Harvey Norman has finally kicked off an information technology transformation program to replace all of its core business systems over the next five years, but has again made it clear there are no immediate plans to embrace online retailing. Project Reload, expected to cost in excess of $50 million, was originally expected to start early last year but was shelved because of uncertainty created by the global financial crisis.
Harvey Norman has now finished training IT and business staff to work on the project's first stage, which will focus on replacing merchandising and supply-chain management systems in 245 stores across Australia, New Zealand, Ireland and Northern Ireland over the next three years.
This will replace homegrown and other legacy systems that, chief operating officer John Slack-Smith told the recent CeBIT conference in Sydney, had served the company well during "a period of underinvestment" in technology.
The retailer is expected to spend most of this year designing and building a solution based on technology from German software maker SAP. This includes business intelligence technology designed to make better use of the huge amounts of customer data it collects. US-based retail technology specialist Ciber has been appointed systems integrator for the SAP project, beating off competition from Fujitsu and IBM.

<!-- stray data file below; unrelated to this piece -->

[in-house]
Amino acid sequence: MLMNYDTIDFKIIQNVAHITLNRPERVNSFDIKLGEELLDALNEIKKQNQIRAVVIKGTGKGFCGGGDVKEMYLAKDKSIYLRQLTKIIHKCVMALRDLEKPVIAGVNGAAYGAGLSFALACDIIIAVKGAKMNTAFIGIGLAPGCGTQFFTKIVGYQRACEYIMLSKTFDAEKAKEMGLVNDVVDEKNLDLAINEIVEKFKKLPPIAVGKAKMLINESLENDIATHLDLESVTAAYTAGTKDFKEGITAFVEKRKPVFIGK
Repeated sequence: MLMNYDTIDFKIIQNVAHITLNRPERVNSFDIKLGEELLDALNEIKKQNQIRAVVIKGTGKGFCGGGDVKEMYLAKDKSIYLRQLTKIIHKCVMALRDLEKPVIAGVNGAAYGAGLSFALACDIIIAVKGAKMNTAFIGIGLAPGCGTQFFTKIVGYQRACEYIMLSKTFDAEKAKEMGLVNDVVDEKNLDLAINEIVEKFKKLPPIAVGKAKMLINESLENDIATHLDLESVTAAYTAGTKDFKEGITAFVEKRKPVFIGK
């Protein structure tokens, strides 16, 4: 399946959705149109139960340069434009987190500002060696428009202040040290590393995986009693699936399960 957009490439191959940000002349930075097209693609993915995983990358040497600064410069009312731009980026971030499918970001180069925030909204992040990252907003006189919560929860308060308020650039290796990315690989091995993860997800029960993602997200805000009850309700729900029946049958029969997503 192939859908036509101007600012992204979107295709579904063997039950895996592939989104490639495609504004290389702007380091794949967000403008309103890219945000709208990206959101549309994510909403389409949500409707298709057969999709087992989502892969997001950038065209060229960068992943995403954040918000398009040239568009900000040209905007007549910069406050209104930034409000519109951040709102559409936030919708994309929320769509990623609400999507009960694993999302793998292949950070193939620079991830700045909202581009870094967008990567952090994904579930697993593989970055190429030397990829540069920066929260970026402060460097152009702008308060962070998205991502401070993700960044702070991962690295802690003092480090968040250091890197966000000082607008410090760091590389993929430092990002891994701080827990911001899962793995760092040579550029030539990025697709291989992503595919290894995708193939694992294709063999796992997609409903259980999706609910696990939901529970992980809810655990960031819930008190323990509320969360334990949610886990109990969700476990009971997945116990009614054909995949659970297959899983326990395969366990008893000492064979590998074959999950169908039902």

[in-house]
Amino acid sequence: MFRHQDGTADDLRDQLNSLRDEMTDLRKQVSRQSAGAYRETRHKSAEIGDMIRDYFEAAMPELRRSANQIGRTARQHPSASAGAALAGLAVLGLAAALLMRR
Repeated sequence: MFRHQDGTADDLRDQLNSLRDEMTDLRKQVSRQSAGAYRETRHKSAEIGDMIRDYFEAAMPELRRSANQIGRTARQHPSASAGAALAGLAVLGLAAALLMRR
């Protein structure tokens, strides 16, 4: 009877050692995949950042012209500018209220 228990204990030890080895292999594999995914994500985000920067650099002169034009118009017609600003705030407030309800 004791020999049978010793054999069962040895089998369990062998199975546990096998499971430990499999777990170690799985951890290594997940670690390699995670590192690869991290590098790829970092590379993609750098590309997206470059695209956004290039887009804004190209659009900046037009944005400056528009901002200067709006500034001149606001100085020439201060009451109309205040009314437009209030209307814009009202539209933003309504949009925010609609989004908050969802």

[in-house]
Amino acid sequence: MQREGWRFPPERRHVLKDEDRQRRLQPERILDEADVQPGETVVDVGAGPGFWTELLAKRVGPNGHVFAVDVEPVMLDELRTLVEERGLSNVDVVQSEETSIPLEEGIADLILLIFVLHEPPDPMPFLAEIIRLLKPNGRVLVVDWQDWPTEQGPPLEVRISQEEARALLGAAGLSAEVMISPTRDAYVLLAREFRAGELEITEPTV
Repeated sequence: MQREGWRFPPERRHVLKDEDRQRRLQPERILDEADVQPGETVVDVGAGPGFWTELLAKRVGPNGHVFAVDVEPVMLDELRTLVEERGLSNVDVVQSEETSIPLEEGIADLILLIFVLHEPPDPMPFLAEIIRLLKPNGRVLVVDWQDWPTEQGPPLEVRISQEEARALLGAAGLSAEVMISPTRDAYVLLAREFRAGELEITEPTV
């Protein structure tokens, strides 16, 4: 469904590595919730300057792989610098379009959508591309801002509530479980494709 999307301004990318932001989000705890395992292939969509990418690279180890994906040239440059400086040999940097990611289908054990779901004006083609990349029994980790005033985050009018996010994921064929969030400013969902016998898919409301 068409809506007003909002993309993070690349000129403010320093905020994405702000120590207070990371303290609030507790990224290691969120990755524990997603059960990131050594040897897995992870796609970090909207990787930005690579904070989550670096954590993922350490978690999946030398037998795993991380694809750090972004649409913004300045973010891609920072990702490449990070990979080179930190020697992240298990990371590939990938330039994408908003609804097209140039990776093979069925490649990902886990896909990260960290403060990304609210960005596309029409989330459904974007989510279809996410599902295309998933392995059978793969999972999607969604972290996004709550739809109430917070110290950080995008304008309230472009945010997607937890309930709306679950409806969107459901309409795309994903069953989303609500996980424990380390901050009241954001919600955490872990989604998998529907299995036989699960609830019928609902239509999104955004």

Once that work is completed, attention will turn to replacing financial, point-of-sale and other business systems to enable a multi-channel sales strategy that embraces online sales.
Company chairman and major shareholder Gerry Harvey has historically been a vocal critic of technology investment, especially when fielding questions about plans to take the business online.
The lack of an online strategy has been a concern for investors in the face of web-based competitors with lower overheads and higher profit margins.
Slack-Smith cited national broadband network research that estimated more than half of Australians research products online once a week and will make a purchase every month.
But he says online retail will not be a focus for the company until it had worked through the business transformation program.
"Today we have next to nothing in the way of revenues that we drive from online technologies," Slack-Smith said. "Over the course of the next three years, on the basis that change will never occur as quickly as people will have you believe, we won't see much change in regard to that."
Slack-Smith says consumers are better informed thanks to the internet, which is challenging for retailers and had been a factor in Harvey Norman's decision to invest in improving systems and processes. MIS Australia
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